At breakfast, just before going onstage with Diane Lane to talk about oceans in crisis, Jane Fonda answered a question about the intersection of environmental politics and feminism. The veteran actor and advocate observed that women had always gravitated towards working together in the collective interest.
"It's not that we're better than men," she quipped, quoting her friend Gloria Steinem. "It's just that we don't have our masculinity to prove."
Classic Steinem. And it turns out to be apropos, not just in the world of activism, but in movies. Among the dozens of awards contenders that are crowding theatre screens between now and the end of the year, a significant number seem to be grappling with men's roles. When the white male gaze is being challenged as Hollywood's default setting, the very essence of manhood — the postures, attitudes and behaviours that movies have portrayed as "male" for more than a century — is being reappraised. Films that once might have been positioned as celebrations of brotherhood, bonding and bromance instead are examining their hidden costs.
There was a time, after all, when part of the enjoyment of watching a Martin Scorsese film was being seduced by the same codes of honour among thieves he romanticised in films such as Raging Bull and Goodfellas. In his new movie, The Irishman, which began streaming last week on Netflix, Scorsese rep players Robert De Niro and Joe Pesci go through many of the familiar rituals of violence and mayhem. But now they're slowed down, repeated to the point of boredom, leeched of vicarious pleasure. The threats, hair-trigger arguments and ruthless hit jobs that once exuded the thrill of a liberated id feel predictable and pathetic. The film ends with the whimper of an assassin whose inability to communicate through anything but brute force has left him alone and unloved.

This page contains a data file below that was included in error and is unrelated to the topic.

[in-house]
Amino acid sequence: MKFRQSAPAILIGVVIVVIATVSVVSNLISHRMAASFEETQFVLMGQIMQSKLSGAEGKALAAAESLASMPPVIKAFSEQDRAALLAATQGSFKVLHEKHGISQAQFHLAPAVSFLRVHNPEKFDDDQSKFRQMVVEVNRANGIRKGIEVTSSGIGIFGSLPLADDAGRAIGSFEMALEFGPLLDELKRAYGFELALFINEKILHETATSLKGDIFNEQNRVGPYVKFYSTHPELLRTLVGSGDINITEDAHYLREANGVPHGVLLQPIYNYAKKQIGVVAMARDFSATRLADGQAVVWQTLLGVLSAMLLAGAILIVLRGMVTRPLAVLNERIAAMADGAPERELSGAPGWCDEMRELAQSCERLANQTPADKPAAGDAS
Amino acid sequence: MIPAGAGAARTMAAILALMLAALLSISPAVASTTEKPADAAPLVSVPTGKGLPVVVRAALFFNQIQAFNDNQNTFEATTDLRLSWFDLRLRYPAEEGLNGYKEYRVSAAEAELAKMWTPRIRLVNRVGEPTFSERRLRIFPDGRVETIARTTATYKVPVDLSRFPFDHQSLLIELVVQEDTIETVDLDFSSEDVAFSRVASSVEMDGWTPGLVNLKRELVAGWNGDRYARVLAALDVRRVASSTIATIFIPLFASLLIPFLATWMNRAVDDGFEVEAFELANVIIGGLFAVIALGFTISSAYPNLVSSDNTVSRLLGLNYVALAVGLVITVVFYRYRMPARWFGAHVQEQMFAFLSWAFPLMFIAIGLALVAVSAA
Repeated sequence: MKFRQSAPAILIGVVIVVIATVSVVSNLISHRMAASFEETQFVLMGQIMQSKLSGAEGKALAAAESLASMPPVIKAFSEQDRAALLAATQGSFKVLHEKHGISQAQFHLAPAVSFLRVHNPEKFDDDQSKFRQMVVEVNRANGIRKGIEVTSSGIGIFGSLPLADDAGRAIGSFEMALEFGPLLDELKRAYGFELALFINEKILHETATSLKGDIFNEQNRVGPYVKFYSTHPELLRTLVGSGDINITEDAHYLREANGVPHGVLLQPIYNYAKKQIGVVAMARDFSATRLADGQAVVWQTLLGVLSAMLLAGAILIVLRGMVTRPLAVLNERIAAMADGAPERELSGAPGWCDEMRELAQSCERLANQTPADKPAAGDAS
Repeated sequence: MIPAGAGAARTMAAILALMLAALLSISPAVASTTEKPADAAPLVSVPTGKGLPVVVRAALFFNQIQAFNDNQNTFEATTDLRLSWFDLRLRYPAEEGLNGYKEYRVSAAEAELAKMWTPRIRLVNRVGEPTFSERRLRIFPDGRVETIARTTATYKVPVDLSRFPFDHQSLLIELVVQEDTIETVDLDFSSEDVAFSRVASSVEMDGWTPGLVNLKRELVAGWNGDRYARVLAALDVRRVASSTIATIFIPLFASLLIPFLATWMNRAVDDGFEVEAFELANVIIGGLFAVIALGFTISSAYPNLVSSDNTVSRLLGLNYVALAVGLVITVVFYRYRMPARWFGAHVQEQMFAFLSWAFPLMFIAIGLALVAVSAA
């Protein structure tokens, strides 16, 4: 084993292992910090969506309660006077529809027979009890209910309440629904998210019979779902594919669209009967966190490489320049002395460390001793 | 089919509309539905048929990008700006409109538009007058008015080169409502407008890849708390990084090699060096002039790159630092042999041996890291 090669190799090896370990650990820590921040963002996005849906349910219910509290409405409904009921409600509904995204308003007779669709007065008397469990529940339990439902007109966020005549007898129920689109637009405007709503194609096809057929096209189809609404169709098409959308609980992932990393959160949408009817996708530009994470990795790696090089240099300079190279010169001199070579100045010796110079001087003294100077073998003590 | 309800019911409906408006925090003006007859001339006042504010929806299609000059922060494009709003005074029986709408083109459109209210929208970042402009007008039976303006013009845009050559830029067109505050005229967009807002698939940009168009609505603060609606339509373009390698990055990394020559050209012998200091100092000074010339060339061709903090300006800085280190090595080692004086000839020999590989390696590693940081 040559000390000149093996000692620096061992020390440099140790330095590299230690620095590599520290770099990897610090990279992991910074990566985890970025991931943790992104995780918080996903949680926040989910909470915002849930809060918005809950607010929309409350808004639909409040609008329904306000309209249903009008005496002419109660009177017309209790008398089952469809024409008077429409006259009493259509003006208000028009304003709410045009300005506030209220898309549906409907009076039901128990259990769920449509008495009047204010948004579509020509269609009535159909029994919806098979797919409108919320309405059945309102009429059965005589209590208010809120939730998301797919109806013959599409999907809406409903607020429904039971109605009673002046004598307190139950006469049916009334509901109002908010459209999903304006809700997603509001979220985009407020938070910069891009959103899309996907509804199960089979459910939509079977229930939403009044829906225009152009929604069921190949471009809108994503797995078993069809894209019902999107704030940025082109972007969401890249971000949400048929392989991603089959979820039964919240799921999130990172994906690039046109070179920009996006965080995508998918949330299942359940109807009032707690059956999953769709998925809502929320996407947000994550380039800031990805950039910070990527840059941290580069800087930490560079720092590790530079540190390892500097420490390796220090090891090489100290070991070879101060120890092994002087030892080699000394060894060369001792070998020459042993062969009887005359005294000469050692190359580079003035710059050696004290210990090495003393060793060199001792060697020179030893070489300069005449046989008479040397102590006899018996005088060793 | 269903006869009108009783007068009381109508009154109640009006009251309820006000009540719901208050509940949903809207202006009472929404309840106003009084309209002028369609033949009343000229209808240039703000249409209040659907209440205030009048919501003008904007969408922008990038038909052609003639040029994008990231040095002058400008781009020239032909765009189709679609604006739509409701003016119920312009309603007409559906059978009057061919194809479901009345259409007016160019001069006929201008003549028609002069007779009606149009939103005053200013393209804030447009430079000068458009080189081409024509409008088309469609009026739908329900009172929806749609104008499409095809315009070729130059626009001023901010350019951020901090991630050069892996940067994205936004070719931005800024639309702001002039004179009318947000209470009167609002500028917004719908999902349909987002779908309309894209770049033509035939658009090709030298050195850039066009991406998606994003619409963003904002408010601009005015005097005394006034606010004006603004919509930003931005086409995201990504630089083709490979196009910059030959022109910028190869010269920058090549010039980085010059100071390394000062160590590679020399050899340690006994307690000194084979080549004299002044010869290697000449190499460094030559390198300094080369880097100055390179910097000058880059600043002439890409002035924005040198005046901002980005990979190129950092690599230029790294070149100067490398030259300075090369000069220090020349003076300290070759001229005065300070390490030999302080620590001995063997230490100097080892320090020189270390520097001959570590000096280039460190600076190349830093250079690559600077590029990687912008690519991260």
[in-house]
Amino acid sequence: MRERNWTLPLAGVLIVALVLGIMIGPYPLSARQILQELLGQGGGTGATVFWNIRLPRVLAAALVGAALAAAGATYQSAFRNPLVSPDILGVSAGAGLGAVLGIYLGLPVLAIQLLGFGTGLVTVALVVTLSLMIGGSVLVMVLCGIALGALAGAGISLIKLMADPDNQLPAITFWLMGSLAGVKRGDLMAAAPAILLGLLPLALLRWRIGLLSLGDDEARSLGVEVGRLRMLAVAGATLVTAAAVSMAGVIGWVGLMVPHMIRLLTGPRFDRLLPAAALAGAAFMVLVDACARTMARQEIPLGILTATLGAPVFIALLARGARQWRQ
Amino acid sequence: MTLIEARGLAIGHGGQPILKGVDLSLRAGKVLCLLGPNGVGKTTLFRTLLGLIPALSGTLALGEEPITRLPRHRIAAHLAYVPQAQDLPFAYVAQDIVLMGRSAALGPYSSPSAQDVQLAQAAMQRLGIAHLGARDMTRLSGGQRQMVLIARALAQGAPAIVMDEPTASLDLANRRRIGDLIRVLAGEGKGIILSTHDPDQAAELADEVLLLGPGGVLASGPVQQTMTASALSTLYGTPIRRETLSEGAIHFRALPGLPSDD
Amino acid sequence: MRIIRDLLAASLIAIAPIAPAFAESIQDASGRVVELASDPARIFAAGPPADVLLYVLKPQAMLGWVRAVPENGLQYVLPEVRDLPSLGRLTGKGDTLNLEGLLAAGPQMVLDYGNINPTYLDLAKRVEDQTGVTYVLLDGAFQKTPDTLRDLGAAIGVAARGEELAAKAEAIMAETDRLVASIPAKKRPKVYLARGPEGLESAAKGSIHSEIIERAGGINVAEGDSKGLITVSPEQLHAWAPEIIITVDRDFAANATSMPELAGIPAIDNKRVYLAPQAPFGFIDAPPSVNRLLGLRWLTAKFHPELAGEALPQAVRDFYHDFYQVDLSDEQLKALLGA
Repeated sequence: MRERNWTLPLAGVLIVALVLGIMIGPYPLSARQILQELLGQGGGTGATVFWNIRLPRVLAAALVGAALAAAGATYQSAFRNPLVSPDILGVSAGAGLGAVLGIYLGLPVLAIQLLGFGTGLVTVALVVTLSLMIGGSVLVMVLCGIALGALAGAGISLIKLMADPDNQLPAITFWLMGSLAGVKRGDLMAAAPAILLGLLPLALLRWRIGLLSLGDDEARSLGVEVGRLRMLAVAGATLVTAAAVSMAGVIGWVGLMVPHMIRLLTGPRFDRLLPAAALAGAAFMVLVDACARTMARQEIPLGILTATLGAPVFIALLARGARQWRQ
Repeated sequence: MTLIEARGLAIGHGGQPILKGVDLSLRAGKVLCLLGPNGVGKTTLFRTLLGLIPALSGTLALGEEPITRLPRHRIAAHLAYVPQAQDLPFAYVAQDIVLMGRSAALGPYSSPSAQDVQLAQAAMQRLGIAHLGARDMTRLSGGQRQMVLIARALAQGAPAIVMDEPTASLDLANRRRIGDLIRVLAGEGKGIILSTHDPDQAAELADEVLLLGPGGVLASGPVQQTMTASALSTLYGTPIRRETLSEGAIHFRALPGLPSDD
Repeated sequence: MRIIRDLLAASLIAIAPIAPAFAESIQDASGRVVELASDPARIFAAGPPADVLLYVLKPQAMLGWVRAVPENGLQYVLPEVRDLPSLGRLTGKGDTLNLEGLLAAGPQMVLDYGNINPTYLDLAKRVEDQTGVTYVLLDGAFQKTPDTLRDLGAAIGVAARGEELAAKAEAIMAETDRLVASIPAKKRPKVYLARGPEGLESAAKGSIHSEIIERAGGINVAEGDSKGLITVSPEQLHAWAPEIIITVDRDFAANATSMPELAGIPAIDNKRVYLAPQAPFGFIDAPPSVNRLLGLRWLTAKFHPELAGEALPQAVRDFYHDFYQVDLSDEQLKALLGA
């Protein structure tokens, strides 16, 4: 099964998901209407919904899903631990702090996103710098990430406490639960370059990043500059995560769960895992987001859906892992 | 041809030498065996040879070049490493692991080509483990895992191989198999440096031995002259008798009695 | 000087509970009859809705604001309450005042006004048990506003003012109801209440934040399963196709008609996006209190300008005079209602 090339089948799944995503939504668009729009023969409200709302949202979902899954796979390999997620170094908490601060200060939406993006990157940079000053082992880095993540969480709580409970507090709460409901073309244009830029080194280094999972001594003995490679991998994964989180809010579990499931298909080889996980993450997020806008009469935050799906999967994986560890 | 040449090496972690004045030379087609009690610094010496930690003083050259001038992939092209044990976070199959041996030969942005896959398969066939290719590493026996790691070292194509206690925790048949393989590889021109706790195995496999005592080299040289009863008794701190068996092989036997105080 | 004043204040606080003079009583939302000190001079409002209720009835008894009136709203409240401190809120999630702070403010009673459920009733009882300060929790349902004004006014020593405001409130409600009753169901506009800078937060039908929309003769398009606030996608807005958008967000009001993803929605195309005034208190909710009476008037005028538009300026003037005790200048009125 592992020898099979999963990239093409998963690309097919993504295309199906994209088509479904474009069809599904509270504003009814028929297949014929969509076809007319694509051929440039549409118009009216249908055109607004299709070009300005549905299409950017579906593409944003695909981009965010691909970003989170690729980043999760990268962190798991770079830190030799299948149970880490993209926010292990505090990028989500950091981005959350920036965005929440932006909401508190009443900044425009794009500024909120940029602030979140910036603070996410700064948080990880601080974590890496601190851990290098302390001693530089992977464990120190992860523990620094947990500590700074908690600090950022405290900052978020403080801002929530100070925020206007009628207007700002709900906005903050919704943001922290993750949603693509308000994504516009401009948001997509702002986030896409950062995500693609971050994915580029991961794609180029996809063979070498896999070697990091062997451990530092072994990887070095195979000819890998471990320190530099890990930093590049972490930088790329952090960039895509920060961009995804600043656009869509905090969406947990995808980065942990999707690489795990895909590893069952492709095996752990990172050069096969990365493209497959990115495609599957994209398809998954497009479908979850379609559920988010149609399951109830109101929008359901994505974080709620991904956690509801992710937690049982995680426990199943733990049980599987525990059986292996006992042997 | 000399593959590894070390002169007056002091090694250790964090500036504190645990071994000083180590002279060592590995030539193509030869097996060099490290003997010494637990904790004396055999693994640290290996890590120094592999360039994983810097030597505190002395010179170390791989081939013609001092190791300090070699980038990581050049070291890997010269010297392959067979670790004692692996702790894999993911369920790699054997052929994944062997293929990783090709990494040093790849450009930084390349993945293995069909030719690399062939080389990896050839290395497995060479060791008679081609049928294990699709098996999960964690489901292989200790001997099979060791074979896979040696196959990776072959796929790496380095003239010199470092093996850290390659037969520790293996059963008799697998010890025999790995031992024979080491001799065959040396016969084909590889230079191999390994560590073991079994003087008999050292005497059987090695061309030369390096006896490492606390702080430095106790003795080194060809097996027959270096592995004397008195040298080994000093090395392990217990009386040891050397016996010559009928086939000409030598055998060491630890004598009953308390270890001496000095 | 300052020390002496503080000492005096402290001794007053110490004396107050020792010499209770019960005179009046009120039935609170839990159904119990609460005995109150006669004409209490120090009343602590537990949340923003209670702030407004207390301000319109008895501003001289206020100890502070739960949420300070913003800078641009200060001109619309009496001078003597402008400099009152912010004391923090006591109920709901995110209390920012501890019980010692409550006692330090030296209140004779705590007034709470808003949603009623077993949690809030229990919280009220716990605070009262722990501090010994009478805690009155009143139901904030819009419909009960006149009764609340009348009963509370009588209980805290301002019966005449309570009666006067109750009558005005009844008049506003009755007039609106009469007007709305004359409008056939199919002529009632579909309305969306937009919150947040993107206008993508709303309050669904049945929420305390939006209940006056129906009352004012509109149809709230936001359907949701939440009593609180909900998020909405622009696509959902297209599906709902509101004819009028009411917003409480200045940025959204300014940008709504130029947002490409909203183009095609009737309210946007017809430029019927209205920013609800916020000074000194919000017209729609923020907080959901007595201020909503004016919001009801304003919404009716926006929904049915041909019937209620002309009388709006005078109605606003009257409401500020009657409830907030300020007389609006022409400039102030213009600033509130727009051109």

The perfect dinner-table debate for cineastes might be whether Scorsese intended The Irishman to be a treatise on "toxic masculinity". Although the phrase is often used to describe bullying, bellicosity and general bad behaviour, it more specifically refers to the damage done to men by social expectations that limit their emotional range to wordless stoicism or explosive aggression.
A chief vector for those values has been the movies, with the cowboys, vigilantes and gangsters who let their guns do the talking. And nowhere are those values more mythologised than in service to fraternity: the sports teams, military squads, crime outfits and other companies of men where brotherly allegiance permits unapologetic emotionalism that would be ridiculed in any other context. Think of the "get out your mankerchief" moments in The Shawshank Redemption, Hoosiers and Saving Private Ryan. As moving and escapist as they can be, they have perpetuated forms of male identity that have been relegated to two archetypes: square-jawed paragon or overcompensating antihero.